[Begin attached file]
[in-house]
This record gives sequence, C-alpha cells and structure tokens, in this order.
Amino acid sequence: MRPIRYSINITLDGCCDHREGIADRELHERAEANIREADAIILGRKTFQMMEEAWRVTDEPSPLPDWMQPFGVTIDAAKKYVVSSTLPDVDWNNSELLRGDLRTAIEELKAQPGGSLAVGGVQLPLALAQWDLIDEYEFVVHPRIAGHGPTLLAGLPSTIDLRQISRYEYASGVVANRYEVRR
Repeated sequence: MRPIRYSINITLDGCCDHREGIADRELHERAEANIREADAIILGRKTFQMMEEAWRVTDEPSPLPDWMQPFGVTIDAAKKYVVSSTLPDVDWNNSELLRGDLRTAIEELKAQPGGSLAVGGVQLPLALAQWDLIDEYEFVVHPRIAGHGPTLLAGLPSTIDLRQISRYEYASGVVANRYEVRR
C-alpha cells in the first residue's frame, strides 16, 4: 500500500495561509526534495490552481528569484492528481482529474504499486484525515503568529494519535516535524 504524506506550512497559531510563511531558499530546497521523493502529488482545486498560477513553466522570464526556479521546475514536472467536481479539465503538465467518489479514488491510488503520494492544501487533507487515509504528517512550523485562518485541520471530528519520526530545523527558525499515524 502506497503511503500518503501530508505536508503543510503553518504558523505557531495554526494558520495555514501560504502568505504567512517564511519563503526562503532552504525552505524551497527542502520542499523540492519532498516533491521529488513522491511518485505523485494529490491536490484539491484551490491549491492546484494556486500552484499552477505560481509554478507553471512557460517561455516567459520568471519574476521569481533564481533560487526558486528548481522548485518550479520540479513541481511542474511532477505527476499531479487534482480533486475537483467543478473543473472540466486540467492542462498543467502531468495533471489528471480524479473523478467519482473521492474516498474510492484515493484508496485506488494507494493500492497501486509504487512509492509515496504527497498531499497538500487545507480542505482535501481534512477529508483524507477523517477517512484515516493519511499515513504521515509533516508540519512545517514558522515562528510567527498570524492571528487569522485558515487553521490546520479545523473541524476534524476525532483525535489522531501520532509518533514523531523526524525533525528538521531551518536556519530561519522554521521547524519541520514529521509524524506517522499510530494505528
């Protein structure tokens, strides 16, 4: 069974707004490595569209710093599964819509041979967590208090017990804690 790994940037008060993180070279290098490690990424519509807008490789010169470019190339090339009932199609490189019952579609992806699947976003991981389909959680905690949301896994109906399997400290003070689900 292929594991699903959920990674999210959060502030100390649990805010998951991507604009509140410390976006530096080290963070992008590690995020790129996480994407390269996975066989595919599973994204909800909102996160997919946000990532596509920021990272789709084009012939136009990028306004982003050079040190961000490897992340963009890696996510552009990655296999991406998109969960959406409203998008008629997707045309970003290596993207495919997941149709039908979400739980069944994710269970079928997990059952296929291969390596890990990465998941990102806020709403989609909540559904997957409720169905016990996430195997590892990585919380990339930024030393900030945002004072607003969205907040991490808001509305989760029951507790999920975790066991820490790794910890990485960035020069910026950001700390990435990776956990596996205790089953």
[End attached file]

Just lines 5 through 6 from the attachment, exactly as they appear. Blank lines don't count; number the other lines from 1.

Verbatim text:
C-alpha cells in the first residue's frame, strides 16, 4: 500500500495561509526534495490552481528569484492528481482529474504499486484525515503568529494519535516535524 504524506506550512497559531510563511531558499530546497521523493502529488482545486498560477513553466522570464526556479521546475514536472467536481479539465503538465467518489479514488491510488503520494492544501487533507487515509504528517512550523485562518485541520471530528519520526530545523527558525499515524 502506497503511503500518503501530508505536508503543510503553518504558523505557531495554526494558520495555514501560504502568505504567512517564511519563503526562503532552504525552505524551497527542502520542499523540492519532498516533491521529488513522491511518485505523485494529490491536490484539491484551490491549491492546484494556486500552484499552477505560481509554478507553471512557460517561455516567459520568471519574476521569481533564481533560487526558486528548481522548485518550479520540479513541481511542474511532477505527476499531479487534482480533486475537483467543478473543473472540466486540467492542462498543467502531468495533471489528471480524479473523478467519482473521492474516498474510492484515493484508496485506488494507494493500492497501486509504487512509492509515496504527497498531499497538500487545507480542505482535501481534512477529508483524507477523517477517512484515516493519511499515513504521515509533516508540519512545517514558522515562528510567527498570524492571528487569522485558515487553521490546520479545523473541524476534524476525532483525535489522531501520532509518533514523531523526524525533525528538521531551518536556519530561519522554521521547524519541520514529521509524524506517522499510530494505528
């Protein structure tokens, strides 16, 4: 069974707004490595569209710093599964819509041979967590208090017990804690 790994940037008060993180070279290098490690990424519509807008490789010169470019190339090339009932199609490189019952579609992806699947976003991981389909959680905690949301896994109906399997400290003070689900 292929594991699903959920990674999210959060502030100390649990805010998951991507604009509140410390976006530096080290963070992008590690995020790129996480994407390269996975066989595919599973994204909800909102996160997919946000990532596509920021990272789709084009012939136009990028306004982003050079040190961000490897992340963009890696996510552009990655296999991406998109969960959406409203998008008629997707045309970003290596993207495919997941149709039908979400739980069944994710269970079928997990059952296929291969390596890990990465998941990102806020709403989609909540559904997957409720169905016990996430195997590892990585919380990339930024030393900030945002004072607003969205907040991490808001509305989760029951507790999920975790066991820490790794910890990485960035020069910026950001700390990435990776956990596996205790089953």